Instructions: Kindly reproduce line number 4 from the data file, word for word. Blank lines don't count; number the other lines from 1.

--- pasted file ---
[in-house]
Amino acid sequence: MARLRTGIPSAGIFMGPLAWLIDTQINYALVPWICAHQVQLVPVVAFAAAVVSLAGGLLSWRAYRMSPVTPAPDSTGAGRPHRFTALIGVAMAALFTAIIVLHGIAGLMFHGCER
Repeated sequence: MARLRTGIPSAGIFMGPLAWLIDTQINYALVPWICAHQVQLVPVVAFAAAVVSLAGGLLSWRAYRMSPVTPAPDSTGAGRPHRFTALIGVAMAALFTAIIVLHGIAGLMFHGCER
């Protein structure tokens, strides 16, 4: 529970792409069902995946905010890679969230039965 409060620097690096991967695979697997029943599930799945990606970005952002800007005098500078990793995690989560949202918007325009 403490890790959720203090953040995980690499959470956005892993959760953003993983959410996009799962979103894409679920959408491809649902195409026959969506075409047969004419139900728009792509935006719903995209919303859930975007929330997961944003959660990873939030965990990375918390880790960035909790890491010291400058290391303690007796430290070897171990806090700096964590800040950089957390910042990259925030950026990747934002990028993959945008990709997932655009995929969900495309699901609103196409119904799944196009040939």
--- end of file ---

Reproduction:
């Protein structure tokens, strides 16, 4: 529970792409069902995946905010890679969230039965 409060620097690096991967695979697997029943599930799945990606970005952002800007005098500078990793995690989560949202918007325009 403490890790959720203090953040995980690499959470956005892993959760953003993983959410996009799962979103894409679920959408491809649902195409026959969506075409047969004419139900728009792509935006719903995209919303859930975007929330997961944003959660990873939030965990990375918390880790960035909790890491010291400058290391303690007796430290070897171990806090700096964590800040950089957390910042990259925030950026990747934002990028993959945008990709997932655009995929969900495309699901609103196409119904799944196009040939």